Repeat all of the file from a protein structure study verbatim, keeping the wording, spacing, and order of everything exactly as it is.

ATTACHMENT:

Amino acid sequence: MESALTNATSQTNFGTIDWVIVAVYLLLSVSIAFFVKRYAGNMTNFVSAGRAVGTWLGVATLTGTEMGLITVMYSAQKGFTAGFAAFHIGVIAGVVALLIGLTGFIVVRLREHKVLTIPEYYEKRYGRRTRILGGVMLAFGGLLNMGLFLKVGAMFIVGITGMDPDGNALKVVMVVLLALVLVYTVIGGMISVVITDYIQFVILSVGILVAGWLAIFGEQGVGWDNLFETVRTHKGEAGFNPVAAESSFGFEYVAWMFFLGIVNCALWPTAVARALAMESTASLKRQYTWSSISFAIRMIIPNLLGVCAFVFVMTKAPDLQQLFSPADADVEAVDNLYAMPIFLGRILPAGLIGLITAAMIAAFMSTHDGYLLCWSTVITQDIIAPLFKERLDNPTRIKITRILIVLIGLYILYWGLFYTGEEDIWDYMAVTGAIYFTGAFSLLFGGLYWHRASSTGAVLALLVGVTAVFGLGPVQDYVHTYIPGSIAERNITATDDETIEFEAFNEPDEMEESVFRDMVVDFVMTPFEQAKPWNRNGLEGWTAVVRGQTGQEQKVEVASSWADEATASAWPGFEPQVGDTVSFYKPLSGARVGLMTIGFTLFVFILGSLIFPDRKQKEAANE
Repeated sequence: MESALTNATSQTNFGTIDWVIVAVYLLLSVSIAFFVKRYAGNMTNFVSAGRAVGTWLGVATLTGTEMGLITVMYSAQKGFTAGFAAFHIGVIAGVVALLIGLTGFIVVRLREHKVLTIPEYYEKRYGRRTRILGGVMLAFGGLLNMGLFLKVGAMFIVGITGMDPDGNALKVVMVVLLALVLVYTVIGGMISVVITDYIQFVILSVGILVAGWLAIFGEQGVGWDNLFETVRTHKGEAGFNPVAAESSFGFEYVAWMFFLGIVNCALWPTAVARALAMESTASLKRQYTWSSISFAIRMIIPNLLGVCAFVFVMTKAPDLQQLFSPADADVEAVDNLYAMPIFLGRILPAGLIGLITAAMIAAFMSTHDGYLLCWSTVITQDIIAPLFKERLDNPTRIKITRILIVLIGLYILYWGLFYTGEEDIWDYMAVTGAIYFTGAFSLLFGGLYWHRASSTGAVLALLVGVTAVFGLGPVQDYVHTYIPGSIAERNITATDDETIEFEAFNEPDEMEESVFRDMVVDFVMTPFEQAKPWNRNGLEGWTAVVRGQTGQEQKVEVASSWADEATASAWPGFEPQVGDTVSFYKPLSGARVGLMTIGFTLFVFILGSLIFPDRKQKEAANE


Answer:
Amino acid sequence: MESALTNATSQTNFGTIDWVIVAVYLLLSVSIAFFVKRYAGNMTNFVSAGRAVGTWLGVATLTGTEMGLITVMYSAQKGFTAGFAAFHIGVIAGVVALLIGLTGFIVVRLREHKVLTIPEYYEKRYGRRTRILGGVMLAFGGLLNMGLFLKVGAMFIVGITGMDPDGNALKVVMVVLLALVLVYTVIGGMISVVITDYIQFVILSVGILVAGWLAIFGEQGVGWDNLFETVRTHKGEAGFNPVAAESSFGFEYVAWMFFLGIVNCALWPTAVARALAMESTASLKRQYTWSSISFAIRMIIPNLLGVCAFVFVMTKAPDLQQLFSPADADVEAVDNLYAMPIFLGRILPAGLIGLITAAMIAAFMSTHDGYLLCWSTVITQDIIAPLFKERLDNPTRIKITRILIVLIGLYILYWGLFYTGEEDIWDYMAVTGAIYFTGAFSLLFGGLYWHRASSTGAVLALLVGVTAVFGLGPVQDYVHTYIPGSIAERNITATDDETIEFEAFNEPDEMEESVFRDMVVDFVMTPFEQAKPWNRNGLEGWTAVVRGQTGQEQKVEVASSWADEATASAWPGFEPQVGDTVSFYKPLSGARVGLMTIGFTLFVFILGSLIFPDRKQKEAANE
Repeated sequence: MESALTNATSQTNFGTIDWVIVAVYLLLSVSIAFFVKRYAGNMTNFVSAGRAVGTWLGVATLTGTEMGLITVMYSAQKGFTAGFAAFHIGVIAGVVALLIGLTGFIVVRLREHKVLTIPEYYEKRYGRRTRILGGVMLAFGGLLNMGLFLKVGAMFIVGITGMDPDGNALKVVMVVLLALVLVYTVIGGMISVVITDYIQFVILSVGILVAGWLAIFGEQGVGWDNLFETVRTHKGEAGFNPVAAESSFGFEYVAWMFFLGIVNCALWPTAVARALAMESTASLKRQYTWSSISFAIRMIIPNLLGVCAFVFVMTKAPDLQQLFSPADADVEAVDNLYAMPIFLGRILPAGLIGLITAAMIAAFMSTHDGYLLCWSTVITQDIIAPLFKERLDNPTRIKITRILIVLIGLYILYWGLFYTGEEDIWDYMAVTGAIYFTGAFSLLFGGLYWHRASSTGAVLALLVGVTAVFGLGPVQDYVHTYIPGSIAERNITATDDETIEFEAFNEPDEMEESVFRDMVVDFVMTPFEQAKPWNRNGLEGWTAVVRGQTGQEQKVEVASSWADEATASAWPGFEPQVGDTVSFYKPLSGARVGLMTIGFTLFVFILGSLIFPDRKQKEAANE